As EMI prepares to release Paul McCartney’s voluminous repertoire of solo albums online (his newest album is already available for pre-order), you have a strong feeling that a certain band with which he was once associated will come shortly thereafter.
Now I’m not going to get into the silly argument about whether you are going to avoid buying the expected DRM-free versions because they sell for 30 cents extra, and that you don’t care about the higher quality tracks. One online commentator has already come up with that dose of silliness, and it’s not worth a further response.
What I wonder, however, is how many times the music industry expects you to buy the same product before you decide that enough is enough. Yes, I’m talking about the digital versions of the Fab Four’s music library.
Now I realize I’m aging myself here, but, yes, I did purchase the LP versions back in the 1960s, although it took me a year or two to catch up with all the excitement. When the albums were remastered for CD, I bought the entire collection all over again, plus a few of the repackaged extras. Sure, they sounded better, and having the early albums in genuine mono rather than fake stereo was a real plus. Even better, 20 years after I bought those CDs, they have evidently withstood CD rot and they play just as good as new.
If you can believe EMI, they remastered the entire collection all over again for digital distribution. All right, well and good, but what can they do to make them sound better, considering that most were recorded on four-track analog tape decks more than 40 years ago? Are they actually going to spend extended amounts of editing time examining every second of the original masters to remove defects and improve sonic clarity?
Will all that digital legerdemain make you feel closer to the original sound The Beatles heard in the studio when they created their original masterpieces? Lest we forget, after the band stopped touring, just about everything they did was manufactured in the studio, and could not, in the general sense, be reproduced live anyway. So what was the “original” sound supposed to be and how much closer can we get to it?
More to the point, were the surviving members involved in making sure that their visions were not tempered with by overeager digital mastering engineers?
Let’s assume, for the moment, that all the albums do sound noticeably better; that is, cleaner and more realistic with superior, palpable bass. I expect that the best recording engineers can work miracles even on sub-par source material. Without hearing the finished result, however, I can say that remastering has improved a lot of famous rock albums over the years.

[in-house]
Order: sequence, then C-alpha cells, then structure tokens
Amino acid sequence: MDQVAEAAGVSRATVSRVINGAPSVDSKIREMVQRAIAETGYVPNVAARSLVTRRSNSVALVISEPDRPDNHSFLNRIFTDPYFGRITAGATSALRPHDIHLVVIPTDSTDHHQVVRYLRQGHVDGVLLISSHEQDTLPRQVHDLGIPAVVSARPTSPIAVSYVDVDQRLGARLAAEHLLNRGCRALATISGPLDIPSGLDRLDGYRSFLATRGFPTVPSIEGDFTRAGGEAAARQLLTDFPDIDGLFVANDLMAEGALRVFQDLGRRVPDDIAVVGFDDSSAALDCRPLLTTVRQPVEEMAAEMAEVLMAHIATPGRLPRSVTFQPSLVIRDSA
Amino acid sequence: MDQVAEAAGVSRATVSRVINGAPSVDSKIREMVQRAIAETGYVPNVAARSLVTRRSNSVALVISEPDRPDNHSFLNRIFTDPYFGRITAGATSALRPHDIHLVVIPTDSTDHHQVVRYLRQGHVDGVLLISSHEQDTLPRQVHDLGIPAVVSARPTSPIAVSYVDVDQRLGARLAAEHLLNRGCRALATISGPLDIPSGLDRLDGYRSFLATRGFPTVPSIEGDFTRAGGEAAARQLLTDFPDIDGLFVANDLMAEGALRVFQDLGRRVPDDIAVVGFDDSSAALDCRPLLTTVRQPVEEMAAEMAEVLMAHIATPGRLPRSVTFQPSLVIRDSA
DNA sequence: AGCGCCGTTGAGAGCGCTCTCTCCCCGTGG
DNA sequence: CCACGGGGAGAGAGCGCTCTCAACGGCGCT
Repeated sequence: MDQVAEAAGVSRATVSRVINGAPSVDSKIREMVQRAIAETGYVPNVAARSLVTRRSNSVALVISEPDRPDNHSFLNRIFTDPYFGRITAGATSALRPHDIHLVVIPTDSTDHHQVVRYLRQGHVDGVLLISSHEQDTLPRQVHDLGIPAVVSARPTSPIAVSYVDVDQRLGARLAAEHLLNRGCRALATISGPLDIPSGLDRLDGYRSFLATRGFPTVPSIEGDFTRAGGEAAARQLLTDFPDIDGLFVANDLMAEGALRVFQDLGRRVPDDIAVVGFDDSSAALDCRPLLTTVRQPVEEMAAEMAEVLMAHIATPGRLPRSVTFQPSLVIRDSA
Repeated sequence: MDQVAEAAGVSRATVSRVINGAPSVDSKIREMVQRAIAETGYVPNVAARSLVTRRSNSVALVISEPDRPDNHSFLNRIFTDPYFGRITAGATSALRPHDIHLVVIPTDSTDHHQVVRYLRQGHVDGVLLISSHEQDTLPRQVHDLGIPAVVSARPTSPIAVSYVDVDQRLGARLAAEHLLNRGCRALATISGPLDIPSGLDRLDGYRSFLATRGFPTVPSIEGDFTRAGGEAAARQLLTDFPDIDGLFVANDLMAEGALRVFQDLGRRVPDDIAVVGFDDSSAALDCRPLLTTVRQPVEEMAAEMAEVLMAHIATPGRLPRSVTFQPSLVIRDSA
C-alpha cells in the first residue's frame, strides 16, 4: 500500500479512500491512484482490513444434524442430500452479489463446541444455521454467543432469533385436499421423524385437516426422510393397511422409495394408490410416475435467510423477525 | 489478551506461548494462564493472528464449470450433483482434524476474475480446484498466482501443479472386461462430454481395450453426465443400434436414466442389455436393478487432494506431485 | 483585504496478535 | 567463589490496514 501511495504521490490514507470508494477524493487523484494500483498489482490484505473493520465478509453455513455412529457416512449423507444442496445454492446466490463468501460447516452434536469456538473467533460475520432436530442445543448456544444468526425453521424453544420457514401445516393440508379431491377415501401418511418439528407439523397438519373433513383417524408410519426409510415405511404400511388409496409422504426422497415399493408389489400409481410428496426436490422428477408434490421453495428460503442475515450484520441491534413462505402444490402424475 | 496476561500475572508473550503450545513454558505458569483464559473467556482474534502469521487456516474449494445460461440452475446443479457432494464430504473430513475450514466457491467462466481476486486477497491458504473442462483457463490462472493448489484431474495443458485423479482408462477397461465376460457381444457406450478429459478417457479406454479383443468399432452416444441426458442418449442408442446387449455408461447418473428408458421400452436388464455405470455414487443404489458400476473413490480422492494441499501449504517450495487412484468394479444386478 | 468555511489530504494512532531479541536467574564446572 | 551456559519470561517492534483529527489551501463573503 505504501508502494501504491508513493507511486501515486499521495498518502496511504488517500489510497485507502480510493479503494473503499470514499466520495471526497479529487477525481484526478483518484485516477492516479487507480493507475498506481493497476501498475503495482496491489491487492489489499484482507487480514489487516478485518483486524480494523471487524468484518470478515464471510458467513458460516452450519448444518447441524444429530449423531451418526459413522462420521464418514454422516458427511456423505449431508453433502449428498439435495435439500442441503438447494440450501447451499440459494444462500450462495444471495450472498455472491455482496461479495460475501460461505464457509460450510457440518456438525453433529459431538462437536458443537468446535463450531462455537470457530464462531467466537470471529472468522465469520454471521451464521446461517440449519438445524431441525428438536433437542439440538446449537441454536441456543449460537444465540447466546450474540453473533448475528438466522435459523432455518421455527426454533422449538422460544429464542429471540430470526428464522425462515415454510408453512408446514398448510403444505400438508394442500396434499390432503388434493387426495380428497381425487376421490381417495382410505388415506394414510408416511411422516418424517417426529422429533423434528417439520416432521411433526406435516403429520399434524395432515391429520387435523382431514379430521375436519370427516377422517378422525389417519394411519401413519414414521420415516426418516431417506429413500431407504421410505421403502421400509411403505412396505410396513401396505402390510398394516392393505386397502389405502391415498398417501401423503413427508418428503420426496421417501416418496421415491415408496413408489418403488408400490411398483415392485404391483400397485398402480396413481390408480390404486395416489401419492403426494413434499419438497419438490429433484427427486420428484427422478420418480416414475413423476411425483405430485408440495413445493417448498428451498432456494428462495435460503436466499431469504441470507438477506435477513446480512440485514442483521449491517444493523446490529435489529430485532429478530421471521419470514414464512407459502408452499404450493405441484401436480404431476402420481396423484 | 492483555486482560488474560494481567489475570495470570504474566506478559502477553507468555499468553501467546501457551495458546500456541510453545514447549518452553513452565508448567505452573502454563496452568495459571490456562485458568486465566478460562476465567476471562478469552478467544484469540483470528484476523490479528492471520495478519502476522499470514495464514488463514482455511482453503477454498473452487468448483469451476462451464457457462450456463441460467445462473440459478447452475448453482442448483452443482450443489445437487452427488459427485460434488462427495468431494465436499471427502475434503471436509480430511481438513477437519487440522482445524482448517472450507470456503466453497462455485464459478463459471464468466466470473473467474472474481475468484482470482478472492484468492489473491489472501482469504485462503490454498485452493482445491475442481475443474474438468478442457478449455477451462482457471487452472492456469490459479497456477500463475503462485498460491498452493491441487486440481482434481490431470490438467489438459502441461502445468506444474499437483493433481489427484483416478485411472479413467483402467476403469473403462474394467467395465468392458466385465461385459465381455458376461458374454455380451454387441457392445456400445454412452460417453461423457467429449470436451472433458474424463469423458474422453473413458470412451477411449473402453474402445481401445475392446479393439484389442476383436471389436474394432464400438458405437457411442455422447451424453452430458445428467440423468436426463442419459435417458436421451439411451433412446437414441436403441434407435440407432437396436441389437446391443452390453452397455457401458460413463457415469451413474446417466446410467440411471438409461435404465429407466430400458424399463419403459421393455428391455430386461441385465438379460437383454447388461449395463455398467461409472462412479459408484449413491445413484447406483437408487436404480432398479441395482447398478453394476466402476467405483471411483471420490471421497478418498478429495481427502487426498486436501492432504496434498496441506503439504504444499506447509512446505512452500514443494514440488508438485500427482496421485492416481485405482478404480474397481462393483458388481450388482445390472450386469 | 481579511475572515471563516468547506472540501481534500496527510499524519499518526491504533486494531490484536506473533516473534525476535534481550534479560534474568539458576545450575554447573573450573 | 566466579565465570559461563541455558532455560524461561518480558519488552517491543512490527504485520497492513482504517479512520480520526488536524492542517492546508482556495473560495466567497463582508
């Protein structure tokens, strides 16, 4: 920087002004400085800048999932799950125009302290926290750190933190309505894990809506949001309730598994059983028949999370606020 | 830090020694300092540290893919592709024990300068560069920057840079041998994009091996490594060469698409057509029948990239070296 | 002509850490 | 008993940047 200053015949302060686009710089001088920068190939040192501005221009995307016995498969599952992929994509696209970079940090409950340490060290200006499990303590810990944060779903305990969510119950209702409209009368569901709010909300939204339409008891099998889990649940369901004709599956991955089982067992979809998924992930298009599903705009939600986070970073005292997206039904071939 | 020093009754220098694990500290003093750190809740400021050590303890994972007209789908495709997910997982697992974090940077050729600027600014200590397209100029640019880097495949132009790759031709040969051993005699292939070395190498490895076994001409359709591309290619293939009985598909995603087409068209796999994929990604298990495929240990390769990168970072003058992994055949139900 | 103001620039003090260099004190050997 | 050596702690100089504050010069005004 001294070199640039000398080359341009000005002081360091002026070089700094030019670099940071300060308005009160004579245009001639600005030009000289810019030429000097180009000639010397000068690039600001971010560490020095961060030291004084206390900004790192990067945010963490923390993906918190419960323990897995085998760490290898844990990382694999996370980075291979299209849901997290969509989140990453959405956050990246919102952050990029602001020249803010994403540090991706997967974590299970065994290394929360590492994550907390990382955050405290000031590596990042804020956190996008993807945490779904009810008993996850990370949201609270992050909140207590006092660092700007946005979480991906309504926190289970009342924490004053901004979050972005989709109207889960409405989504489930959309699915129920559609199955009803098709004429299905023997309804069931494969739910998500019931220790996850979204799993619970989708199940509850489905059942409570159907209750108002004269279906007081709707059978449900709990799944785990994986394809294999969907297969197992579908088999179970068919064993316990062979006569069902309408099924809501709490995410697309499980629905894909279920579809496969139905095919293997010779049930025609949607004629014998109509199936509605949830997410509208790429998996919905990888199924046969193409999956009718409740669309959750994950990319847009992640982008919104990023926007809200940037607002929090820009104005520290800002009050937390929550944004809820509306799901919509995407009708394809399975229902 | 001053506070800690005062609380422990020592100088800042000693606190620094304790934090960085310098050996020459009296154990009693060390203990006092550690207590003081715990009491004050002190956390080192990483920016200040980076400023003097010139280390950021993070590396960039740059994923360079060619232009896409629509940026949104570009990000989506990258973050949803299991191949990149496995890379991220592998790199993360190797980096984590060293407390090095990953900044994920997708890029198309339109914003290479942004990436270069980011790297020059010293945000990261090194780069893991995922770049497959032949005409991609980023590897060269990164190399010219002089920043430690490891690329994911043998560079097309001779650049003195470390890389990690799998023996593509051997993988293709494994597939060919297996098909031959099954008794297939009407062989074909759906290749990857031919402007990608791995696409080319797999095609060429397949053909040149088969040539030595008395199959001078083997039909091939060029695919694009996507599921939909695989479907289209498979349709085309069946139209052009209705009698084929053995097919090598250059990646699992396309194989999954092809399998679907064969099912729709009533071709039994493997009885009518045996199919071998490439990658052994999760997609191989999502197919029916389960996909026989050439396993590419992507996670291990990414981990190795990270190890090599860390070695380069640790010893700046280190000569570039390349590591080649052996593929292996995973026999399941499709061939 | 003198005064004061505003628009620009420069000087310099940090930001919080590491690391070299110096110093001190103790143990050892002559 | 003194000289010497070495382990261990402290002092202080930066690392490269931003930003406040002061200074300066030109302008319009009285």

Take the Doors and Rolling Sounds as examples where new versions of their albums sounded far better than the original CD releases. The Stones were especially victim to poor recording quality, which was done in part, I imagine, to give them their distinctive garage band sound. Indeed, I was pleased with the new recordings, and I actually traded in several of the older albums and purchased that revitalized replacements.
So, yes, it’s quite possible a sophisticated spring cleaning will do miracles for The Beatles too. The question is this: How many of you are prepared to buy all those albums one more time? Even more important, will their forthcoming presence on iTunes entice you to download your favorites?
I don’t pretend to know. However, it’s quite possible Apple will do its best to goose sales, such as building a special Beatles Edition iPod, perhaps with the band’s music library bundled with the player for a special price. I can see where the exclusivity factor would have some impact, although I wonder if most Beatles fans, these days, are aging baby boomers.
To be sure, I just don’t know whether a market still exists for The Beatles and other vintage 1960s British rockers. Even if the audio quality is as pristine as the best 21st century music recordings, how many times do you want to listen to “A Day in the Life” and all their other great songs before you tire of them?
Yes, I can see the possibility of buying some of the CDs again, if I was assured there would be a huge jump in quality. But I’m of an older generation, or maybe I just don’t know any better.
Then again, maybe if enough young people rediscover The Beatles, they might become more critical of the quality of today’s rock music and pay more attention to Indie bands with appropriately distinctive sounds. That would be the best development of all.
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